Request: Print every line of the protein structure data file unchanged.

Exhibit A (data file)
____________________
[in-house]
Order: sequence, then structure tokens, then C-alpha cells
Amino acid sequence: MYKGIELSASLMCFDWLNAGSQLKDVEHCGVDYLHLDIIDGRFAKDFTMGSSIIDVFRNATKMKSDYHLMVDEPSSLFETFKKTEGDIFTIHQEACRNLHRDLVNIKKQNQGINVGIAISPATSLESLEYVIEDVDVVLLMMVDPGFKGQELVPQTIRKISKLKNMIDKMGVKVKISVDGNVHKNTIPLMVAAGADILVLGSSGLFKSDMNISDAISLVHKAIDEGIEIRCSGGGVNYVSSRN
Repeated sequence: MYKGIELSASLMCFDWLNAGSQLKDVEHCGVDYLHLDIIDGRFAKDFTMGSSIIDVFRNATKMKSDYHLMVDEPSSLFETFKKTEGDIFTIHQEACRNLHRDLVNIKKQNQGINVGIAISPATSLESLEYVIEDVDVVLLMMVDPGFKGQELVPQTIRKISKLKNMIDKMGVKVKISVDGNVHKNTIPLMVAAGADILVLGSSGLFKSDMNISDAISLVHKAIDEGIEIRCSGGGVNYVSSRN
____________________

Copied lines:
[in-house]
Order: sequence, then structure tokens, then C-alpha cells
Amino acid sequence: MYKGIELSASLMCFDWLNAGSQLKDVEHCGVDYLHLDIIDGRFAKDFTMGSSIIDVFRNATKMKSDYHLMVDEPSSLFETFKKTEGDIFTIHQEACRNLHRDLVNIKKQNQGINVGIAISPATSLESLEYVIEDVDVVLLMMVDPGFKGQELVPQTIRKISKLKNMIDKMGVKVKISVDGNVHKNTIPLMVAAGADILVLGSSGLFKSDMNISDAISLVHKAIDEGIEIRCSGGGVNYVSSRN
Repeated sequence: MYKGIELSASLMCFDWLNAGSQLKDVEHCGVDYLHLDIIDGRFAKDFTMGSSIIDVFRNATKMKSDYHLMVDEPSSLFETFKKTEGDIFTIHQEACRNLHRDLVNIKKQNQGINVGIAISPATSLESLEYVIEDVDVVLLMMVDPGFKGQELVPQTIRKISKLKNMIDKMGVKVKISVDGNVHKNTIPLMVAAGADILVLGSSGLFKSDMNISDAISLVHKAIDEGIEIRCSGGGVNYVSSRN